Objects viewed from a distance may be more frightening than they appear…a lesson that I learned very well a couple of weeks ago at the North Carolina Whitewater Center (http://www.usnwc.org). I learned it at the expense of my big mouth, of course. What is new, you ask. Tell me about it. Sandra and I were there with a group of friends and we started the day with lunch on the second story balcony. Over lunch we had a bird’s eye view of people jumping off a 40ft platform. Pretty entertaining. I couldn’t understand why they were screaming and being so dramatic. I mean they were strapped in with a harness and the fall was controlled by a pulley mechanism, so it didn’t appear that they were falling very fast. I vocalized all of the above. Then we finished lunch and I strapped on the harness and climbed up 40ft. The employee hooked my harness up to the drop rope and asked me to walk up to and stand on the red dots at the very edge of the platform. Still full of myself, I had no problem up to this point…then I stepped on the red dots and looked down. Oh my…40 ft is 4 stories high. Four story buildings are actually pretty tall…too tall to jump off and survive. I looked back at the employee guy. I was momentarily paralyzed, but I knew I had to jump. My big mouth had already written the checks. I asked him if he would push me. No, something about liability and lawyers. Isn’t everything these days? Then I reminded myself that I’m strapped in, connected to a rope and I’ve never heard of anyone dying on this evil contraption. Feeling reassured, I bent my knees, threw my arms out like a 747 and jumped off. Man, I was so wrong about the falling speed. It’s much faster than it appeared from a distance. Or maybe it’s my heavy, low center of gravity that propelled me like an egg falling off my kitchen counter. Don’t you be calling me Humpty Dumpty. I landed fine, thank you…if you consider landing on my backside fine…but I didn’t crack anything. The ungraceful splash was a bit embarrassing, so I picked myself up and climbed the 40 ft and did it again. Why not? By now, I’m the bravest man on the planet.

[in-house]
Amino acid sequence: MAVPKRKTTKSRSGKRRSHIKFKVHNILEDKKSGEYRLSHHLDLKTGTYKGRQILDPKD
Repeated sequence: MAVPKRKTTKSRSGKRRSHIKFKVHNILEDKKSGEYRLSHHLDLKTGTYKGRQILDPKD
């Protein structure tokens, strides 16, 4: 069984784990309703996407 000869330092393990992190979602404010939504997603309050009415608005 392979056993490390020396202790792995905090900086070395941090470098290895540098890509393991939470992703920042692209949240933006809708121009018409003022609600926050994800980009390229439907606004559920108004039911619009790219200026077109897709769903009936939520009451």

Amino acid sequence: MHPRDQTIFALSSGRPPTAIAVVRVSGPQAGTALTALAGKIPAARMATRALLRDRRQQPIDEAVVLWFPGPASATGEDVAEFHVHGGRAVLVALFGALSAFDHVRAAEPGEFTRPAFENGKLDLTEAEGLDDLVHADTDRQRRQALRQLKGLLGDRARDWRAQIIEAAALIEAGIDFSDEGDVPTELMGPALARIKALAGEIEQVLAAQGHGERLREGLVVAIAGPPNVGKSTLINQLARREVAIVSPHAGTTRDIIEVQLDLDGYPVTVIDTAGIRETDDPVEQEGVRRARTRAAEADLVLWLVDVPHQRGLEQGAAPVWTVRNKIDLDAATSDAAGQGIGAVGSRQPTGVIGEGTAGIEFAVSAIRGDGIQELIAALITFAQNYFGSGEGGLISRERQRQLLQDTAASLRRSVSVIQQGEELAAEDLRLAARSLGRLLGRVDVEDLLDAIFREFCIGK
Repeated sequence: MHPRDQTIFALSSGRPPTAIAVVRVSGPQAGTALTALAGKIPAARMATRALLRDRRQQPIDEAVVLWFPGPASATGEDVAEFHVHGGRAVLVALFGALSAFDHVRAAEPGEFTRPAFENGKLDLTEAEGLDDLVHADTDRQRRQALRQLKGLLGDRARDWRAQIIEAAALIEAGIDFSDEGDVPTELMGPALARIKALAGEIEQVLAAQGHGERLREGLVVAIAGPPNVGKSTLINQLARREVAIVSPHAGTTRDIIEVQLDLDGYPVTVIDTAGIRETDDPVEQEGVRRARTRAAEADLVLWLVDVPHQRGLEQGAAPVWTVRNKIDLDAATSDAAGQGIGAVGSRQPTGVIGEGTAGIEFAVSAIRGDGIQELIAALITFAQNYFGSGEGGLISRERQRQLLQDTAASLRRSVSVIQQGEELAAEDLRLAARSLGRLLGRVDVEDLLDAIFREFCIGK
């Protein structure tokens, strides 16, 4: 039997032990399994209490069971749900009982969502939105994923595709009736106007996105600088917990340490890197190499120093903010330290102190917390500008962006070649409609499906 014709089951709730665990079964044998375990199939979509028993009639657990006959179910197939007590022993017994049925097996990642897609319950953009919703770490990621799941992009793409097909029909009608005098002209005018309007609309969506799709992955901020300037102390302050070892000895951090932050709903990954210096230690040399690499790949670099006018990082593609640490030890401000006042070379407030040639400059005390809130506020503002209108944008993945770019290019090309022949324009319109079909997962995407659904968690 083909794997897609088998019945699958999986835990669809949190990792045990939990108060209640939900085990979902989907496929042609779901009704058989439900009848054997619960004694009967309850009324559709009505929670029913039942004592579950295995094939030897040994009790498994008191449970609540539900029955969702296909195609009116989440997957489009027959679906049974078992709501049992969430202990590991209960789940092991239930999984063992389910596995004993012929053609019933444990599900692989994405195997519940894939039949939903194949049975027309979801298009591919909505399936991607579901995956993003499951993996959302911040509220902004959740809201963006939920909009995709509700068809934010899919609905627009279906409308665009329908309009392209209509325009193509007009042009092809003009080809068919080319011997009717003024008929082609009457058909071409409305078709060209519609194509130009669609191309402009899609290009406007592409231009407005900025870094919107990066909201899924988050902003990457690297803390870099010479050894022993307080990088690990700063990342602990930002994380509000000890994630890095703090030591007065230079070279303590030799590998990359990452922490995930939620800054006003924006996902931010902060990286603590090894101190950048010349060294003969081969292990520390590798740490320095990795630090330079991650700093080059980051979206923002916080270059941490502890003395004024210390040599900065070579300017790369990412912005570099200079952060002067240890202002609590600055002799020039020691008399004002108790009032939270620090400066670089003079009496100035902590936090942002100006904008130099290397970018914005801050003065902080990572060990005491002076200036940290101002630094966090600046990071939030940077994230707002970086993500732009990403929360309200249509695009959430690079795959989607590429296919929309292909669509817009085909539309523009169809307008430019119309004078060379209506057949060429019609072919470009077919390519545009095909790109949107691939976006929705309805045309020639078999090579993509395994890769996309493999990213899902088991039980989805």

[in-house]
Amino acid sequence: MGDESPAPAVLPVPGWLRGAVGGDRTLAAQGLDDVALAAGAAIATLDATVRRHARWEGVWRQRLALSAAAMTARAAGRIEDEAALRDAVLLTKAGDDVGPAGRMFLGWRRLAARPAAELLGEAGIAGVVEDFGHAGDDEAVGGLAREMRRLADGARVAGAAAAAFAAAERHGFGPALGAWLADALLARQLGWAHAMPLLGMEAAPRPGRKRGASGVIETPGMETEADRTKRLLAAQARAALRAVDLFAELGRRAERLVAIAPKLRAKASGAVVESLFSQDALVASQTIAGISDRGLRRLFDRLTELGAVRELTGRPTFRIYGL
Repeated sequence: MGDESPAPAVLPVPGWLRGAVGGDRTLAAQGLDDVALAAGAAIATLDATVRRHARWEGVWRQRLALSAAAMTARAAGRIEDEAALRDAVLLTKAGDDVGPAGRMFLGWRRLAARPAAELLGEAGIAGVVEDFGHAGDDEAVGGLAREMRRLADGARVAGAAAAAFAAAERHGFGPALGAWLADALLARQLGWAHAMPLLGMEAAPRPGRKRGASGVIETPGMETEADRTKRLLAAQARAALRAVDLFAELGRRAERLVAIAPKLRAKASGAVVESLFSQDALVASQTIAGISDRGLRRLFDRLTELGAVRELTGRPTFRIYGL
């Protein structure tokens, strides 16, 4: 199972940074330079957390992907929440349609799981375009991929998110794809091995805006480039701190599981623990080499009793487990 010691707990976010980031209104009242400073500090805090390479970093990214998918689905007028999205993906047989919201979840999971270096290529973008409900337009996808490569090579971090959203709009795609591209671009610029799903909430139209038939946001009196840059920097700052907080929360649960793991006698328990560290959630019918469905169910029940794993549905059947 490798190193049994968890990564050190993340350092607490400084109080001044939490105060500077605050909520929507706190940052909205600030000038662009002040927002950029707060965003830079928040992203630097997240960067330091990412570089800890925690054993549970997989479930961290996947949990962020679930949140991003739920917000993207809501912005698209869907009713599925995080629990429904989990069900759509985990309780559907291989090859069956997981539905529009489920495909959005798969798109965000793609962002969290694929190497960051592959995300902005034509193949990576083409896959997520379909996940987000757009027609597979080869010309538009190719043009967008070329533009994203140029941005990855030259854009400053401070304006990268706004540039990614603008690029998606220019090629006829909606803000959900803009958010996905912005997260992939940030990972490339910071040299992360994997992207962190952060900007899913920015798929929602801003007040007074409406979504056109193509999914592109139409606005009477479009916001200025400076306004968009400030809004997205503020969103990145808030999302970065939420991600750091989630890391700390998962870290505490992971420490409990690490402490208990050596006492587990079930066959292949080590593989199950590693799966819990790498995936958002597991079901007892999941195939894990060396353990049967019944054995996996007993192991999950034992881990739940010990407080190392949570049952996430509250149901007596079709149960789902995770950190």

As children of God who acknowledge Him, seek Him, praise Him and live for Him, we should be just as brave in our everyday pursuits. In the same way that the harness and rope had a firm grip on me, God has each one of His children in His hands protecting, guarding and loving. We may get scraped and bruised some, but we have the assurance that “all things work out for good for those who love God and are called according to His purpose.” Once I got comfortable Saturday at the Whitewater Center with the fact that the harness securely had me, I was able to really attack the obstacle course, another one of their insane death traps that is 20 ft off the ground! I realized that if I messed up and slipped, I couldn’t fall and hurt myself. That was liberating. I think God wants us to pursue Him and serve Him and others with a reckless abandonment in this same way. If we fail, He has us and will use our mess up for good in some way and in the process teach us valuable lessons that can’t be learned sitting on the side lines. “8We are hard pressed on every side, but not crushed; perplexed, but not in despair; 9persecuted, but not abandoned; struck down, but not destroyed.” 2 Corinthians 4:8-9. As a Christ-follower, you’ve already won the race. You can’t be defeated, so be brave and enjoy running up the score.